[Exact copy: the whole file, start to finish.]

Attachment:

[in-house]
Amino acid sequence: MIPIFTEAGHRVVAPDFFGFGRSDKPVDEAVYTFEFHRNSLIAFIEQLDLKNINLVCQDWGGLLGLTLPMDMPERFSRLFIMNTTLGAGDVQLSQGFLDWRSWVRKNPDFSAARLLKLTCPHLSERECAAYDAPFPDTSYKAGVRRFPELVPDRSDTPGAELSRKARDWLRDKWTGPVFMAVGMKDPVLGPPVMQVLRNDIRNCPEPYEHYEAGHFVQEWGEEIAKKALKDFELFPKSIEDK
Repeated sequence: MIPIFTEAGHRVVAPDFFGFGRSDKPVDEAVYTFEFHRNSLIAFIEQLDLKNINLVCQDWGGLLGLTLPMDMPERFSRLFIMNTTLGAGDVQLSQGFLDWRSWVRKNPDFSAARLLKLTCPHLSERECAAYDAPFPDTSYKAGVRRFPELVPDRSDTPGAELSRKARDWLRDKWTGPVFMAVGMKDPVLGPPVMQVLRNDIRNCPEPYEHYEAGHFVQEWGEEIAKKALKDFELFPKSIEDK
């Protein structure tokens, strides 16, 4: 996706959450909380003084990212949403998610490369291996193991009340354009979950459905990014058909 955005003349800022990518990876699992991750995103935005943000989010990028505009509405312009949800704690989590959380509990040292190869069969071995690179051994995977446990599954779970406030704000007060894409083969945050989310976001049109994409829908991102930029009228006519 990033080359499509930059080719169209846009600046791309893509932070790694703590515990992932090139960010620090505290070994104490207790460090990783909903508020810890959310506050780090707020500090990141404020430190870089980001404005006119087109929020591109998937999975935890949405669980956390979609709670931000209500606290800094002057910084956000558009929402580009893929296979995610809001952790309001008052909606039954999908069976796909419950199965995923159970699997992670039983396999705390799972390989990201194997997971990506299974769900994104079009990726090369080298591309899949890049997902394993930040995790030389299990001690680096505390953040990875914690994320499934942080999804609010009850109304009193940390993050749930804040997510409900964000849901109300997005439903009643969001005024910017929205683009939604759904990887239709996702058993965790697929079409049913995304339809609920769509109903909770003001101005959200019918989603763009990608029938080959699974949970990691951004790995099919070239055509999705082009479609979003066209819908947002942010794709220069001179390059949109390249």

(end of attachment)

[in-house]
Amino acid sequence: MIPIFTEAGHRVVAPDFFGFGRSDKPVDEAVYTFEFHRNSLIAFIEQLDLKNINLVCQDWGGLLGLTLPMDMPERFSRLFIMNTTLGAGDVQLSQGFLDWRSWVRKNPDFSAARLLKLTCPHLSERECAAYDAPFPDTSYKAGVRRFPELVPDRSDTPGAELSRKARDWLRDKWTGPVFMAVGMKDPVLGPPVMQVLRNDIRNCPEPYEHYEAGHFVQEWGEEIAKKALKDFELFPKSIEDK
Repeated sequence: MIPIFTEAGHRVVAPDFFGFGRSDKPVDEAVYTFEFHRNSLIAFIEQLDLKNINLVCQDWGGLLGLTLPMDMPERFSRLFIMNTTLGAGDVQLSQGFLDWRSWVRKNPDFSAARLLKLTCPHLSERECAAYDAPFPDTSYKAGVRRFPELVPDRSDTPGAELSRKARDWLRDKWTGPVFMAVGMKDPVLGPPVMQVLRNDIRNCPEPYEHYEAGHFVQEWGEEIAKKALKDFELFPKSIEDK
């Protein structure tokens, strides 16, 4: 996706959450909380003084990212949403998610490369291996193991009340354009979950459905990014058909 955005003349800022990518990876699992991750995103935005943000989010990028505009509405312009949800704690989590959380509990040292190869069969071995690179051994995977446990599954779970406030704000007060894409083969945050989310976001049109994409829908991102930029009228006519 990033080359499509930059080719169209846009600046791309893509932070790694703590515990992932090139960010620090505290070994104490207790460090990783909903508020810890959310506050780090707020500090990141404020430190870089980001404005006119087109929020591109998937999975935890949405669980956390979609709670931000209500606290800094002057910084956000558009929402580009893929296979995610809001952790309001008052909606039954999908069976796909419950199965995923159970699997992670039983396999705390799972390989990201194997997971990506299974769900994104079009990726090369080298591309899949890049997902394993930040995790030389299990001690680096505390953040990875914690994320499934942080999804609010009850109304009193940390993050749930804040997510409900964000849901109300997005439903009643969001005024910017929205683009939604759904990887239709996702058993965790697929079409049913995304339809609920769509109903909770003001101005959200019918989603763009990608029938080959699974949970990691951004790995099919070239055509999705082009479609979003066209819908947002942010794709220069001179390059949109390249």